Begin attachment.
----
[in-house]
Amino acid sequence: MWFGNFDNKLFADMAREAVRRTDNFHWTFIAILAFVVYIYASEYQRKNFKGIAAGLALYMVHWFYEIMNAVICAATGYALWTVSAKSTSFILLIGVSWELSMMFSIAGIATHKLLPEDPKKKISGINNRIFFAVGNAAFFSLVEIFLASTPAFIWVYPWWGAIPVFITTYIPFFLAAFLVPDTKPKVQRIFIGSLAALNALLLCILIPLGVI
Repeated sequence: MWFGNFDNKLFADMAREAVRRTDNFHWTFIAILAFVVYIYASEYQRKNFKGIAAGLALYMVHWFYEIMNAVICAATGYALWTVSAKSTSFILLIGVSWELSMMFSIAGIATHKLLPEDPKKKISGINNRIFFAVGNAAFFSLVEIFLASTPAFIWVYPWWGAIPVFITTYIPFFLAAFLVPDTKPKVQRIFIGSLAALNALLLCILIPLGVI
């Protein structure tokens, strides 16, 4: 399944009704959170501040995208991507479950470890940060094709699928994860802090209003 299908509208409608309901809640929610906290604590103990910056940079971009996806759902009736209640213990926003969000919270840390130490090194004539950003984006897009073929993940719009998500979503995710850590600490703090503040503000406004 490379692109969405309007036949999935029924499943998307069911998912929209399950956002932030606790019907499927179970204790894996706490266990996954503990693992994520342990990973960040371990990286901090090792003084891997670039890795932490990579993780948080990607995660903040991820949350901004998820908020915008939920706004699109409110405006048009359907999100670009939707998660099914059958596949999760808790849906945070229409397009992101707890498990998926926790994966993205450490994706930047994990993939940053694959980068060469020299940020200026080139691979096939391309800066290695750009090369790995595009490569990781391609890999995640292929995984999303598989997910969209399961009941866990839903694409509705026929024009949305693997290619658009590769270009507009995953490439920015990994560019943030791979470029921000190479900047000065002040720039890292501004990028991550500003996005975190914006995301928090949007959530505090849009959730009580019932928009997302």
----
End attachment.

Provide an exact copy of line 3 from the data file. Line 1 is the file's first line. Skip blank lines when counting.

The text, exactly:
Repeated sequence: MWFGNFDNKLFADMAREAVRRTDNFHWTFIAILAFVVYIYASEYQRKNFKGIAAGLALYMVHWFYEIMNAVICAATGYALWTVSAKSTSFILLIGVSWELSMMFSIAGIATHKLLPEDPKKKISGINNRIFFAVGNAAFFSLVEIFLASTPAFIWVYPWWGAIPVFITTYIPFFLAAFLVPDTKPKVQRIFIGSLAALNALLLCILIPLGVI